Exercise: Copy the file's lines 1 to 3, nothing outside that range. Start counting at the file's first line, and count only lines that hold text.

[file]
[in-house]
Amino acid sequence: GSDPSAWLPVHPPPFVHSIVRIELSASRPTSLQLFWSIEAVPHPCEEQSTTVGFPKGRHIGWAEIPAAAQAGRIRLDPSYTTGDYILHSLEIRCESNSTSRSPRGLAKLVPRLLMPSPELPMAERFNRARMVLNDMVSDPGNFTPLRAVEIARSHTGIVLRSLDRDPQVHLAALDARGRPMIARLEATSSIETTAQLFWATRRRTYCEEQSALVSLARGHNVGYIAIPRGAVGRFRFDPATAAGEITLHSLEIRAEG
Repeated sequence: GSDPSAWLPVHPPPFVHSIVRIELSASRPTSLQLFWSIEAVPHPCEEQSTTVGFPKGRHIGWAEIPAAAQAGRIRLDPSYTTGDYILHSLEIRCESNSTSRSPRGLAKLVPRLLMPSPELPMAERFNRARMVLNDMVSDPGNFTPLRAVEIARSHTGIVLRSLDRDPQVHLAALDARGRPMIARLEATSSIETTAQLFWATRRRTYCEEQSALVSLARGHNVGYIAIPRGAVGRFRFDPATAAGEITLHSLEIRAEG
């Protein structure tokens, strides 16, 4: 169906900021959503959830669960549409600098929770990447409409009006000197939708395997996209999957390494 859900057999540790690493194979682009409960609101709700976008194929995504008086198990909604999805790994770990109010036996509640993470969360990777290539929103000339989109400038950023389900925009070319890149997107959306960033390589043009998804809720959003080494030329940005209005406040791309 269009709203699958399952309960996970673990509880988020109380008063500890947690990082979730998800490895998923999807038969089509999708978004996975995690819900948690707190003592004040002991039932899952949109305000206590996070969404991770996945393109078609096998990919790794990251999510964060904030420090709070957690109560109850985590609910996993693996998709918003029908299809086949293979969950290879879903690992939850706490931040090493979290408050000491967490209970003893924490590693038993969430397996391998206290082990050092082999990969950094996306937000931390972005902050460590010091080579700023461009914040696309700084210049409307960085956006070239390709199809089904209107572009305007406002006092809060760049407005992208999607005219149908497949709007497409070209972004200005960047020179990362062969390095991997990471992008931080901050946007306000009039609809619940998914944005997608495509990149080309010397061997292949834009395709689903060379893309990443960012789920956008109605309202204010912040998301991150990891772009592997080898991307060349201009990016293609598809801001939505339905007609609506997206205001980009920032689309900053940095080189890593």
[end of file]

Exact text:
[in-house]
Amino acid sequence: GSDPSAWLPVHPPPFVHSIVRIELSASRPTSLQLFWSIEAVPHPCEEQSTTVGFPKGRHIGWAEIPAAAQAGRIRLDPSYTTGDYILHSLEIRCESNSTSRSPRGLAKLVPRLLMPSPELPMAERFNRARMVLNDMVSDPGNFTPLRAVEIARSHTGIVLRSLDRDPQVHLAALDARGRPMIARLEATSSIETTAQLFWATRRRTYCEEQSALVSLARGHNVGYIAIPRGAVGRFRFDPATAAGEITLHSLEIRAEG
Repeated sequence: GSDPSAWLPVHPPPFVHSIVRIELSASRPTSLQLFWSIEAVPHPCEEQSTTVGFPKGRHIGWAEIPAAAQAGRIRLDPSYTTGDYILHSLEIRCESNSTSRSPRGLAKLVPRLLMPSPELPMAERFNRARMVLNDMVSDPGNFTPLRAVEIARSHTGIVLRSLDRDPQVHLAALDARGRPMIARLEATSSIETTAQLFWATRRRTYCEEQSALVSLARGHNVGYIAIPRGAVGRFRFDPATAAGEITLHSLEIRAEG